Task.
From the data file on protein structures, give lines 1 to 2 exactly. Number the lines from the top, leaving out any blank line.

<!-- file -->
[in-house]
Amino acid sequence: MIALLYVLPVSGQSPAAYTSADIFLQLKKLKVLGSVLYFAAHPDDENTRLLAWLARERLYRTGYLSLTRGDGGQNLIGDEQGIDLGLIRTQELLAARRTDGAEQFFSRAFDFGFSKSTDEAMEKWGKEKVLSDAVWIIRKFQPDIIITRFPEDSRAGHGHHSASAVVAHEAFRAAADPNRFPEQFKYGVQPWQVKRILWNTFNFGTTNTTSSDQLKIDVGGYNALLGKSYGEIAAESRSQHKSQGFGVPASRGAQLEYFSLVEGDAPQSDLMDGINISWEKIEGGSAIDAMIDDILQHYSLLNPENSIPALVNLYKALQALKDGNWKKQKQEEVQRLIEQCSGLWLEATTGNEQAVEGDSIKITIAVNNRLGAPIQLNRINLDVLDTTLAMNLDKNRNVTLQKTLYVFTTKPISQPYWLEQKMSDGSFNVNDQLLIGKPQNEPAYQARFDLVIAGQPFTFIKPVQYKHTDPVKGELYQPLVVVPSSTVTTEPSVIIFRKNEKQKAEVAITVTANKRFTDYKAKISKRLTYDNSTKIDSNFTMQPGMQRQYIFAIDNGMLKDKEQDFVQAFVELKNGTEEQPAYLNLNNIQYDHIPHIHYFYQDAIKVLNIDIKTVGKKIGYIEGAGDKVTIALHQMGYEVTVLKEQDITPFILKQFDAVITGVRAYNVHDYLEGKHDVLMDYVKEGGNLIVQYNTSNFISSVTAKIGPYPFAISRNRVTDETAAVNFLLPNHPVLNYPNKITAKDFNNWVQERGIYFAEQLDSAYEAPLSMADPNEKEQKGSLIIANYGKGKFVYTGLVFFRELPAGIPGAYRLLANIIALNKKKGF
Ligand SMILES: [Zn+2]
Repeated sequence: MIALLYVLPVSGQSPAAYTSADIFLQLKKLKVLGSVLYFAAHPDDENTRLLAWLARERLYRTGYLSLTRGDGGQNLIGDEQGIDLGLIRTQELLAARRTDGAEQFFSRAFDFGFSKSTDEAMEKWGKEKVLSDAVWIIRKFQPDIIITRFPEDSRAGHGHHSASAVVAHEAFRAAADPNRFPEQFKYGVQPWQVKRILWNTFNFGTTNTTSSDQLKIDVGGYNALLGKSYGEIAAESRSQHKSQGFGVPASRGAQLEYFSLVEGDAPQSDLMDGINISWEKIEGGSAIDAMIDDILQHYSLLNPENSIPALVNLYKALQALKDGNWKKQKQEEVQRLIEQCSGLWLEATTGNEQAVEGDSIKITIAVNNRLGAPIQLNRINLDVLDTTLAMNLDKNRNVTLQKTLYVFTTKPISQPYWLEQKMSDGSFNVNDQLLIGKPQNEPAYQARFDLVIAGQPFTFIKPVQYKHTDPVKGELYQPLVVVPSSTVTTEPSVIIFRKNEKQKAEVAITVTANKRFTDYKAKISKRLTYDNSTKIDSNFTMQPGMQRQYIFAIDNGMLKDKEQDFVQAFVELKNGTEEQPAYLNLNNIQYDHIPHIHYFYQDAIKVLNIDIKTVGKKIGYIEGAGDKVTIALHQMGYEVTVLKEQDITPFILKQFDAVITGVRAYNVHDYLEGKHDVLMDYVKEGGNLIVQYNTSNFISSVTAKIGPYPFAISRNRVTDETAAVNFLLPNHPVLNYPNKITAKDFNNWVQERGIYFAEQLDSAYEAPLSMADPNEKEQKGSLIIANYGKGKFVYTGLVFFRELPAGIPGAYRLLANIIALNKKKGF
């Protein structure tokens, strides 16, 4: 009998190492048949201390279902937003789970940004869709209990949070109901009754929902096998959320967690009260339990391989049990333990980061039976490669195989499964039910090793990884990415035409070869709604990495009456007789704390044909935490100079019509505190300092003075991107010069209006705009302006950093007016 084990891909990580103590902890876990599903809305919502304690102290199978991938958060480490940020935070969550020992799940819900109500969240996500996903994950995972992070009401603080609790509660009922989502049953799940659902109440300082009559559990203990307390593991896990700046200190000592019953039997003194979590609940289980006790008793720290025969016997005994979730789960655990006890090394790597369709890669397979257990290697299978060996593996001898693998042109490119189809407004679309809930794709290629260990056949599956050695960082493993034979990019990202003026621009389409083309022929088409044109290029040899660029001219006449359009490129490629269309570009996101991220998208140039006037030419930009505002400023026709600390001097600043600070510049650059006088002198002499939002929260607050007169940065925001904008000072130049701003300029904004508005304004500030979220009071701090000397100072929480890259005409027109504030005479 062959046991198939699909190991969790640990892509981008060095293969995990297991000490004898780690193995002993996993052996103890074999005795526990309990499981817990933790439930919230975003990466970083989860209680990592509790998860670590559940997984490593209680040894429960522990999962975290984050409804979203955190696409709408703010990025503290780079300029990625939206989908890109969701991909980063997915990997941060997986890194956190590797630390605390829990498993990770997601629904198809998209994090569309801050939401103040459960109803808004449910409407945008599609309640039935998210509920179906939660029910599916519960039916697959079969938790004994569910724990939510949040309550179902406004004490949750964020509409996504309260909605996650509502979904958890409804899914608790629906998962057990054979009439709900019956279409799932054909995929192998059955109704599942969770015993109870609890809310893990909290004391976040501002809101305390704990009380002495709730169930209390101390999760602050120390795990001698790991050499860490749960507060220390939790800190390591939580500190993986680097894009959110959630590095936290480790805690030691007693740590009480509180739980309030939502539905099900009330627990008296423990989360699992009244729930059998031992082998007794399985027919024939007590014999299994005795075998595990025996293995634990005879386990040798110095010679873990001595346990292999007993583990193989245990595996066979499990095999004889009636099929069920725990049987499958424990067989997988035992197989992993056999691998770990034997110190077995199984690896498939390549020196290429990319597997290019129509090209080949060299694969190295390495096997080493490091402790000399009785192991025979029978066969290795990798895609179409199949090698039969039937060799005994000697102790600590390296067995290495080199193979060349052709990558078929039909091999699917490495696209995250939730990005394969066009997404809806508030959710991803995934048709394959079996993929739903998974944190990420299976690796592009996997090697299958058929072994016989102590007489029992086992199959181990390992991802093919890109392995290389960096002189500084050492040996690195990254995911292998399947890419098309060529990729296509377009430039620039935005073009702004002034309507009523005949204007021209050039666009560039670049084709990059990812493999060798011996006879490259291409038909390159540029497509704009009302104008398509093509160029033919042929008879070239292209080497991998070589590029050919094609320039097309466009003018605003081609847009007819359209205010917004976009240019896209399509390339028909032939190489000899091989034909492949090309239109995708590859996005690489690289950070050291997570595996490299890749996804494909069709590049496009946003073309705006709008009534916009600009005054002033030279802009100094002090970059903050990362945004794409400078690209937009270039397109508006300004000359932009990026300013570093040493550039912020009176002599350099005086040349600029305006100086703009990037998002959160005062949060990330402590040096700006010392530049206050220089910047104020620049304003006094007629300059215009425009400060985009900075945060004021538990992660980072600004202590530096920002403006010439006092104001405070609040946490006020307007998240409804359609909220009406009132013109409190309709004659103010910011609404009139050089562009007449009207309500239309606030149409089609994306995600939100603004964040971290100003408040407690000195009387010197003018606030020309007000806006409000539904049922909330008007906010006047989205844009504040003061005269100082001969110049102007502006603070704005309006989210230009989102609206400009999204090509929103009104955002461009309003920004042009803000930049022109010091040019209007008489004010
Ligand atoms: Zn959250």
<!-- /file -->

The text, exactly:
[in-house]
Amino acid sequence: MIALLYVLPVSGQSPAAYTSADIFLQLKKLKVLGSVLYFAAHPDDENTRLLAWLARERLYRTGYLSLTRGDGGQNLIGDEQGIDLGLIRTQELLAARRTDGAEQFFSRAFDFGFSKSTDEAMEKWGKEKVLSDAVWIIRKFQPDIIITRFPEDSRAGHGHHSASAVVAHEAFRAAADPNRFPEQFKYGVQPWQVKRILWNTFNFGTTNTTSSDQLKIDVGGYNALLGKSYGEIAAESRSQHKSQGFGVPASRGAQLEYFSLVEGDAPQSDLMDGINISWEKIEGGSAIDAMIDDILQHYSLLNPENSIPALVNLYKALQALKDGNWKKQKQEEVQRLIEQCSGLWLEATTGNEQAVEGDSIKITIAVNNRLGAPIQLNRINLDVLDTTLAMNLDKNRNVTLQKTLYVFTTKPISQPYWLEQKMSDGSFNVNDQLLIGKPQNEPAYQARFDLVIAGQPFTFIKPVQYKHTDPVKGELYQPLVVVPSSTVTTEPSVIIFRKNEKQKAEVAITVTANKRFTDYKAKISKRLTYDNSTKIDSNFTMQPGMQRQYIFAIDNGMLKDKEQDFVQAFVELKNGTEEQPAYLNLNNIQYDHIPHIHYFYQDAIKVLNIDIKTVGKKIGYIEGAGDKVTIALHQMGYEVTVLKEQDITPFILKQFDAVITGVRAYNVHDYLEGKHDVLMDYVKEGGNLIVQYNTSNFISSVTAKIGPYPFAISRNRVTDETAAVNFLLPNHPVLNYPNKITAKDFNNWVQERGIYFAEQLDSAYEAPLSMADPNEKEQKGSLIIANYGKGKFVYTGLVFFRELPAGIPGAYRLLANIIALNKKKGF